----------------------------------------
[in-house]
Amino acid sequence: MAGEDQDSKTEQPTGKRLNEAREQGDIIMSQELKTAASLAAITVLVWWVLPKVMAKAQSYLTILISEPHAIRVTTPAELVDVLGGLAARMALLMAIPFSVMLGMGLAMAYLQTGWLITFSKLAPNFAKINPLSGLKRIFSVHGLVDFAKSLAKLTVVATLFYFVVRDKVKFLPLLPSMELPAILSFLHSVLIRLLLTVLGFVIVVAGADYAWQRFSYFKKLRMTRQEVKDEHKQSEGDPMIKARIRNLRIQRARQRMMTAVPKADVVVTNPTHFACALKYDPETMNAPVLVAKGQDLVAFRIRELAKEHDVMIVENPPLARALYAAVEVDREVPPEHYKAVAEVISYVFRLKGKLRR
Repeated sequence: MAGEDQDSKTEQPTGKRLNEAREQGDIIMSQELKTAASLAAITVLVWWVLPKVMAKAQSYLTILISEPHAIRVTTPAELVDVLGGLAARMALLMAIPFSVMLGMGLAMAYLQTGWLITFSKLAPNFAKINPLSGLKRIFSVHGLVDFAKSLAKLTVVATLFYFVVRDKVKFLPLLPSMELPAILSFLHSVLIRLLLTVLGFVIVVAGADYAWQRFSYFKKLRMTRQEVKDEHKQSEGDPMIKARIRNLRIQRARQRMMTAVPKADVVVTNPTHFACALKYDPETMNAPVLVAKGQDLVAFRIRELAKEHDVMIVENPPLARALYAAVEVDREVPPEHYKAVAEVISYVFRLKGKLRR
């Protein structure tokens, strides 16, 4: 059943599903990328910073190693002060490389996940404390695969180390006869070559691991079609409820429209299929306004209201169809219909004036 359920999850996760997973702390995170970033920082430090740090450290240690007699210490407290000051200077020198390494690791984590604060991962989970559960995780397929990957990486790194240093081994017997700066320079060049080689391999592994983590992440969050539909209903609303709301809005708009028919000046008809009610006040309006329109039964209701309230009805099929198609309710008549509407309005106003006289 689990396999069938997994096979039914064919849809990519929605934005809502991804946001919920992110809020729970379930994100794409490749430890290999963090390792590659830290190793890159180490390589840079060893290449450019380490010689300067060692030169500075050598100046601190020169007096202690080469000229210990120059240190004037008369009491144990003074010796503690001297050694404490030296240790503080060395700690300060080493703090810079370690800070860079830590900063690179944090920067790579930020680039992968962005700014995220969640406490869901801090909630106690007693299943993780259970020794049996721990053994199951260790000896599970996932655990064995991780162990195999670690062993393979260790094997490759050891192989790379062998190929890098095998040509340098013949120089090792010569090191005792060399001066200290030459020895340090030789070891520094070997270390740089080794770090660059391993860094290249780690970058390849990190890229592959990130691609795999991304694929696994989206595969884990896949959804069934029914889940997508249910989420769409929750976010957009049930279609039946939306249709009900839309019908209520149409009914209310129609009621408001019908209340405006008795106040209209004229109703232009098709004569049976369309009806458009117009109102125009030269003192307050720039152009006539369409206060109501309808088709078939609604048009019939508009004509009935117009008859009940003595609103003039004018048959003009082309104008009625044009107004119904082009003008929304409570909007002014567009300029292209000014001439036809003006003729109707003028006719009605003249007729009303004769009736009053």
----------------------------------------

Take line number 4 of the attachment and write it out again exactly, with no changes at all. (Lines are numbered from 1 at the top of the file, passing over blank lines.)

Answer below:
């Protein structure tokens, strides 16, 4: 059943599903990328910073190693002060490389996940404390695969180390006869070559691991079609409820429209299929306004209201169809219909004036 359920999850996760997973702390995170970033920082430090740090450290240690007699210490407290000051200077020198390494690791984590604060991962989970559960995780397929990957990486790194240093081994017997700066320079060049080689391999592994983590992440969050539909209903609303709301809005708009028919000046008809009610006040309006329109039964209701309230009805099929198609309710008549509407309005106003006289 689990396999069938997994096979039914064919849809990519929605934005809502991804946001919920992110809020729970379930994100794409490749430890290999963090390792590659830290190793890159180490390589840079060893290449450019380490010689300067060692030169500075050598100046601190020169007096202690080469000229210990120059240190004037008369009491144990003074010796503690001297050694404490030296240790503080060395700690300060080493703090810079370690800070860079830590900063690179944090920067790579930020680039992968962005700014995220969640406490869901801090909630106690007693299943993780259970020794049996721990053994199951260790000896599970996932655990064995991780162990195999670690062993393979260790094997490759050891192989790379062998190929890098095998040509340098013949120089090792010569090191005792060399001066200290030459020895340090030789070891520094070997270390740089080794770090660059391993860094290249780690970058390849990190890229592959990130691609795999991304694929696994989206595969884990896949959804069934029914889940997508249910989420769409929750976010957009049930279609039946939306249709009900839309019908209520149409009914209310129609009621408001019908209340405006008795106040209209004229109703232009098709004569049976369309009806458009117009109102125009030269003192307050720039152009006539369409206060109501309808088709078939609604048009019939508009004509009935117009008859009940003595609103003039004018048959003009082309104008009625044009107004119904082009003008929304409570909007002014567009300029292209000014001439036809003006003729109707003028006719009605003249007729009303004769009736009053």